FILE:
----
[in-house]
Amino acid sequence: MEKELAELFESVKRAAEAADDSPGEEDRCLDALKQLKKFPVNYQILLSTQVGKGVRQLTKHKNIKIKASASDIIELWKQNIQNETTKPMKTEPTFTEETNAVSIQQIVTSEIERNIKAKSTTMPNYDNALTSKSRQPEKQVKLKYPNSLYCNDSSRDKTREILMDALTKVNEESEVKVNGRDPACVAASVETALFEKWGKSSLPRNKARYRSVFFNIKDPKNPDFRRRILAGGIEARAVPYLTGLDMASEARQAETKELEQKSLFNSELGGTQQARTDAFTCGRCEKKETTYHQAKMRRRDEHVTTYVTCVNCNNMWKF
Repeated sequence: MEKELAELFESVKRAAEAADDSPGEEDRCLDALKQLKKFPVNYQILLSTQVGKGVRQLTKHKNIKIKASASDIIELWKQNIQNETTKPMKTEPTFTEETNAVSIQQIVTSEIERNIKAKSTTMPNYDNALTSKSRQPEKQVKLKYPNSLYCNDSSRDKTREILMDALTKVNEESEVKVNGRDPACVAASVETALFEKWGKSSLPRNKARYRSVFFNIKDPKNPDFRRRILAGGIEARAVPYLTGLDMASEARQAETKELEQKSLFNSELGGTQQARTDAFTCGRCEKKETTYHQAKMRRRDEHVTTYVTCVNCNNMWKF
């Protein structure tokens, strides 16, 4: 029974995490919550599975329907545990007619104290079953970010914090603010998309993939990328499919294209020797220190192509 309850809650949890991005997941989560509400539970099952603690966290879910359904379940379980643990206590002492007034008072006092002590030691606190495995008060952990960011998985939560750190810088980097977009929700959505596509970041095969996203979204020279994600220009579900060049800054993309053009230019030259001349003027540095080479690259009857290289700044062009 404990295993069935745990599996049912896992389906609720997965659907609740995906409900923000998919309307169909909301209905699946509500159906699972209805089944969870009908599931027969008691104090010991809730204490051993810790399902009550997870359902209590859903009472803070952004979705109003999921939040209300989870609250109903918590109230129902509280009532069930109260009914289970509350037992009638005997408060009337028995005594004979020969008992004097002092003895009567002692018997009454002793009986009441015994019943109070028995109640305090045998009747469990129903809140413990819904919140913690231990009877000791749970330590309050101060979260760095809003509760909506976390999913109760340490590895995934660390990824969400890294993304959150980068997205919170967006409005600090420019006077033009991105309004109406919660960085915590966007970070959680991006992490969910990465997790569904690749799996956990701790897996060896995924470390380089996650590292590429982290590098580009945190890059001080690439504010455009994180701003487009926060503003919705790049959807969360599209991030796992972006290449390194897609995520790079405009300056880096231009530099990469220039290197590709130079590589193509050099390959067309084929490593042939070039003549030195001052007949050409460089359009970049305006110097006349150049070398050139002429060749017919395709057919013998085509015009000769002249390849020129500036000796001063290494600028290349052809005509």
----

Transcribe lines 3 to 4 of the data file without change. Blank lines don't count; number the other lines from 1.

Repeated sequence: MEKELAELFESVKRAAEAADDSPGEEDRCLDALKQLKKFPVNYQILLSTQVGKGVRQLTKHKNIKIKASASDIIELWKQNIQNETTKPMKTEPTFTEETNAVSIQQIVTSEIERNIKAKSTTMPNYDNALTSKSRQPEKQVKLKYPNSLYCNDSSRDKTREILMDALTKVNEESEVKVNGRDPACVAASVETALFEKWGKSSLPRNKARYRSVFFNIKDPKNPDFRRRILAGGIEARAVPYLTGLDMASEARQAETKELEQKSLFNSELGGTQQARTDAFTCGRCEKKETTYHQAKMRRRDEHVTTYVTCVNCNNMWKF
């Protein structure tokens, strides 16, 4: 029974995490919550599975329907545990007619104290079953970010914090603010998309993939990328499919294209020797220190192509 309850809650949890991005997941989560509400539970099952603690966290879910359904379940379980643990206590002492007034008072006092002590030691606190495995008060952990960011998985939560750190810088980097977009929700959505596509970041095969996203979204020279994600220009579900060049800054993309053009230019030259001349003027540095080479690259009857290289700044062009 404990295993069935745990599996049912896992389906609720997965659907609740995906409900923000998919309307169909909301209905699946509500159906699972209805089944969870009908599931027969008691104090010991809730204490051993810790399902009550997870359902209590859903009472803070952004979705109003999921939040209300989870609250109903918590109230129902509280009532069930109260009914289970509350037992009638005997408060009337028995005594004979020969008992004097002092003895009567002692018997009454002793009986009441015994019943109070028995109640305090045998009747469990129903809140413990819904919140913690231990009877000791749970330590309050101060979260760095809003509760909506976390999913109760340490590895995934660390990824969400890294993304959150980068997205919170967006409005600090420019006077033009991105309004109406919660960085915590966007970070959680991006992490969910990465997790569904690749799996956990701790897996060896995924470390380089996650590292590429982290590098580009945190890059001080690439504010455009994180701003487009926060503003919705790049959807969360599209991030796992972006290449390194897609995520790079405009300056880096231009530099990469220039290197590709130079590589193509050099390959067309084929490593042939070039003549030195001052007949050409460089359009970049305006110097006349150049070398050139002429060749017919395709057919013998085509015009000769002249390849020129500036000796001063290494600028290349052809005509």